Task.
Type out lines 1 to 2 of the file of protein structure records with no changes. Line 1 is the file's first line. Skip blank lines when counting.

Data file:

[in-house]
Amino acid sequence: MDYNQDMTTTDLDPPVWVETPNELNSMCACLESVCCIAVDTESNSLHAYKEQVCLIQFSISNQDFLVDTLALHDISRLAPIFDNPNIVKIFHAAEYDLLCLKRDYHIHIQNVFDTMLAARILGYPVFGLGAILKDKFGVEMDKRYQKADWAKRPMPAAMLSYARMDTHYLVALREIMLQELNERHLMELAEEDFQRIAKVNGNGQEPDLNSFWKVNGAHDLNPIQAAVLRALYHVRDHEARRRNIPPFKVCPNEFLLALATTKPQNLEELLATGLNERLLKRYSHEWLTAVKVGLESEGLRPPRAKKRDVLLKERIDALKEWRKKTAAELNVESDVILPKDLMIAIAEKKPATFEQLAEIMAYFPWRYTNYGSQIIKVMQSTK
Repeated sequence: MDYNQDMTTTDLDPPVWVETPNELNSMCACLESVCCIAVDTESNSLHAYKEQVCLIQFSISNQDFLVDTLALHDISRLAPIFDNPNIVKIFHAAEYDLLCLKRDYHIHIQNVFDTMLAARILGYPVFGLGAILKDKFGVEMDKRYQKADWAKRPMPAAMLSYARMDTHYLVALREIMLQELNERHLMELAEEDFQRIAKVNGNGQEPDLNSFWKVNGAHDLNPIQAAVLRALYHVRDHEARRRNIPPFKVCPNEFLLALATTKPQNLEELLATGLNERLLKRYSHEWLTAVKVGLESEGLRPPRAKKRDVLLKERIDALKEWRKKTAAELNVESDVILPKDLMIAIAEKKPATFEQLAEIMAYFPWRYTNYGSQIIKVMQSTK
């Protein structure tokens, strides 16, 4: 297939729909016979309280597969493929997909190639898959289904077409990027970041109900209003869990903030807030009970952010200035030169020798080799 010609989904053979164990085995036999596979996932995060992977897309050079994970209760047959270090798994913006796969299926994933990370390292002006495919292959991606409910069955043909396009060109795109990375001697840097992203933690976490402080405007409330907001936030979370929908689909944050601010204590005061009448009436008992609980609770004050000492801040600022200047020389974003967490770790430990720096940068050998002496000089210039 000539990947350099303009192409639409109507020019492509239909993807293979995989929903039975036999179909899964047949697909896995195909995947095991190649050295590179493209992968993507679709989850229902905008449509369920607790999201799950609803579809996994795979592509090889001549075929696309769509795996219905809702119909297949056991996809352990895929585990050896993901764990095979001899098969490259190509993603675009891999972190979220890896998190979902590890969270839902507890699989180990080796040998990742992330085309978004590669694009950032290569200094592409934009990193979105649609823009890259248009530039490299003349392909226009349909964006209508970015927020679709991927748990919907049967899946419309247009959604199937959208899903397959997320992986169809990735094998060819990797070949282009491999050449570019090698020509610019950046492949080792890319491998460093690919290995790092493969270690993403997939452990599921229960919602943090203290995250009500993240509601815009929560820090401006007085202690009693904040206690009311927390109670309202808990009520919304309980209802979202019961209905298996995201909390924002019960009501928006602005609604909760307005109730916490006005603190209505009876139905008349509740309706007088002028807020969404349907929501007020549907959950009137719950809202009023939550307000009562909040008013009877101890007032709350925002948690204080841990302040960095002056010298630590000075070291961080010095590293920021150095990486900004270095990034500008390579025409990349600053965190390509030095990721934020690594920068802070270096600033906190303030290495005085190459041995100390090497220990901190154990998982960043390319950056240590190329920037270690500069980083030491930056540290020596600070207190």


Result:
[in-house]
Amino acid sequence: MDYNQDMTTTDLDPPVWVETPNELNSMCACLESVCCIAVDTESNSLHAYKEQVCLIQFSISNQDFLVDTLALHDISRLAPIFDNPNIVKIFHAAEYDLLCLKRDYHIHIQNVFDTMLAARILGYPVFGLGAILKDKFGVEMDKRYQKADWAKRPMPAAMLSYARMDTHYLVALREIMLQELNERHLMELAEEDFQRIAKVNGNGQEPDLNSFWKVNGAHDLNPIQAAVLRALYHVRDHEARRRNIPPFKVCPNEFLLALATTKPQNLEELLATGLNERLLKRYSHEWLTAVKVGLESEGLRPPRAKKRDVLLKERIDALKEWRKKTAAELNVESDVILPKDLMIAIAEKKPATFEQLAEIMAYFPWRYTNYGSQIIKVMQSTK